Dove with Branch
January 02, 2012 Insights From the Dean of Peace
Notes from the Dean's Desk
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Ask the Dean?
Dean Van Leuven   Global Struggle

Dear Dean, I love to keep and display gifts that people have given me from the past. Some of the gifts were given to me by old boyfriends. My husband is afraid that I may still have an attachment to them. I wouldn't even think of them unless he mentioned it. I do like the gifts and don't want to throw them away. Should I do it anyway, just to make him happy? - Gabriela in CA

Dear Gabriela, The real problem seems to be your husband's jealousy. He should be working on getting over his jealousy. A successful marriage depends on trust. If he is willing to work on the problem you could help him out by giving away, or at least putting away the relevant gifts. Perhaps a compromise, such as throwing out the gifts might be helpful if he agrees to work on his problem in return. Neither of you are perfect. Helping each other to get better is the basis of a good relationship. - the Dean

Dear Dean, We have been married for eleven years. Every holiday my wife insists that we have dinner with her parents. I would be happy if we take turns but she says she doesn't enjoy dinner with my family. How can I get her to have holiday dinners with my family half of the time? - Wendell in MI

Dear Wendell, She may not be willing to go to your family but that shouldn't stop you from going. If you feel strongly that you should share the family dinners and she refuses you can go alone when it is your parent's turn. If you give in to her demands for the sake of the marriage then you may not have the kind of relationship you desire. If you want a relationship that is equal and she wants to be boss then something needs to change. Try to work with her to find an answer. Just letting her always decide what the two of you do is not good unless you want it that way, and obviously you don't. - the Dean

I welcome questions and/or comments from our readers. Send your Ask the Dean questions or comments to: 90022 Sheffler Rd., Elmira, OR 97437, or visit www.DeanOfPeace.com. to submit by e-mail.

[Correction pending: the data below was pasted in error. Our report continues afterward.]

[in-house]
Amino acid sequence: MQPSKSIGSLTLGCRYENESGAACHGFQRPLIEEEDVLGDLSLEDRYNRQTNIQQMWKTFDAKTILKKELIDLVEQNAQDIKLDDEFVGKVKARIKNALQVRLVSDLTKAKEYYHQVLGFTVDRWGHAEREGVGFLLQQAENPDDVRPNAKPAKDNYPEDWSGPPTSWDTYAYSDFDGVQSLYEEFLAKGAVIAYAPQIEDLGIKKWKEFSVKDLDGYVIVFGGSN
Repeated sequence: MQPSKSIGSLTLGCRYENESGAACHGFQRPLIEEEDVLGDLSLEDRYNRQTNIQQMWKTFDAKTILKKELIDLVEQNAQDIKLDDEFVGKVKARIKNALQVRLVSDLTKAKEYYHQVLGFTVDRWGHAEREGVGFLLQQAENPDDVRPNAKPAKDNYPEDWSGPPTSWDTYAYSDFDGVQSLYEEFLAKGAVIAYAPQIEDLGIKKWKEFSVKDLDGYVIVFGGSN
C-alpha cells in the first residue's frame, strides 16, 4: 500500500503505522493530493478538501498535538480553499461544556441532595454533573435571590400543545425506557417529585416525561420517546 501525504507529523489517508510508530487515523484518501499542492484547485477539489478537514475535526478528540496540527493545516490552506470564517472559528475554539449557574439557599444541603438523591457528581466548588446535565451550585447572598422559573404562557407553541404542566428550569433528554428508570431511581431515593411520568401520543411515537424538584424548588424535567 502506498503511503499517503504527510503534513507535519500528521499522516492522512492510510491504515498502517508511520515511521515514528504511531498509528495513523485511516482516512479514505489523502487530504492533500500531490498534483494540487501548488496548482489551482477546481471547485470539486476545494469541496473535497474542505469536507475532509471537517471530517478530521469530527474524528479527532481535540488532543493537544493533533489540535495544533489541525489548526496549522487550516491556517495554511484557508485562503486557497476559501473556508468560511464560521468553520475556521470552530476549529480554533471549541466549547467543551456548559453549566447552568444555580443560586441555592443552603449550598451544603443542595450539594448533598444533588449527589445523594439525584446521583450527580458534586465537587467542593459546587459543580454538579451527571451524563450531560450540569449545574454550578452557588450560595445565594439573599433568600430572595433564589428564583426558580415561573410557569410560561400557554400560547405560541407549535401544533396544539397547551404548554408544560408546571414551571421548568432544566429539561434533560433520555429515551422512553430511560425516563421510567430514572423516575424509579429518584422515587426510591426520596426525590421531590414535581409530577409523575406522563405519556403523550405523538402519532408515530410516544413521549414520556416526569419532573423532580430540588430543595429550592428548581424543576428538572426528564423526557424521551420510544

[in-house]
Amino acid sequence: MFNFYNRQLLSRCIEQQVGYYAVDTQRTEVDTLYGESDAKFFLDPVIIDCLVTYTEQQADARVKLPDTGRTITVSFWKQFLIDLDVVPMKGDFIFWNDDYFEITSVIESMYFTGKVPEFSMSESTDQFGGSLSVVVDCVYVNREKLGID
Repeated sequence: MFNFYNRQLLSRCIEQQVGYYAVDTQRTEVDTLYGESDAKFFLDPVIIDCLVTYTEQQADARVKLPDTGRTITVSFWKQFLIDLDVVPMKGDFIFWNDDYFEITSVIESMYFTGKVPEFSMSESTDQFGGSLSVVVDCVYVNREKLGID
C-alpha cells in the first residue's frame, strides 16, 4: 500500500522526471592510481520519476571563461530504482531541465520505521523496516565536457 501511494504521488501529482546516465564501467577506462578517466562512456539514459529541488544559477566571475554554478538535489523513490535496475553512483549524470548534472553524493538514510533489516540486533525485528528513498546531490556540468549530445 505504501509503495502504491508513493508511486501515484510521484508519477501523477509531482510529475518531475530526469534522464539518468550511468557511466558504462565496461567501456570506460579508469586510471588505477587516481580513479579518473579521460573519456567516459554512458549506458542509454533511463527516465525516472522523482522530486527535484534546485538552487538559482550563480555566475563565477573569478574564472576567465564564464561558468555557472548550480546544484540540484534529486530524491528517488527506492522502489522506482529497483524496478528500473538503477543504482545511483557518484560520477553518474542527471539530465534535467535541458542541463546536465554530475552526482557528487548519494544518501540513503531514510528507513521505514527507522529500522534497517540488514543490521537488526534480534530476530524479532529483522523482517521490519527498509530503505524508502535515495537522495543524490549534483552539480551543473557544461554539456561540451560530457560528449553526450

Law, Politics & Society ... As I see them
  Globe Magnify Glass

Failure always gives us the opportunity to try something else. One of the greatest challenges is to learn to accept not achieving our goal. We can learn to look at such disappointments as a signal to re-evaluate our goals and the methods of getting there. We can even look at it as an opportunity to pursue different goals.

Our perceptions are not facts. They are mirrors of our thoughts in that we choose what to focus on, and our belief system determines how we interpret the information. We get different interpretations because we have different beliefs. To change our interpretations we must change our beliefs.

The important thing to remember is that how we perceive a conversation with a loved one, the behavior of others, or our own personal performance depends on our unique frame of reference. If your perception produces a warm feeling great! But if it is upsetting, it is time to stop and review your perceptions to try to determine why you are upset. If you want your perceptions to deliver different results, you must make some changes. Learn to accept feeling upset as a signal that you are in need of a "perception adjustment."

Creating a Peaceful New World
  World Peace

Once we habituate behavior, we find it is difficult to change. Once we create or accept responses based on our negative emotions, we often hold onto them and have difficulty giving them up. Once behavior becomes habitual, avoiding it becomes a challenge - even when we know it's the right thing to do. Acting in the way we always have will obviously feel "natural" to us. But when we commit to and make a plan for changing that behavior, so that a new positive way of responding can take its place, that new behavior will soon become "natural."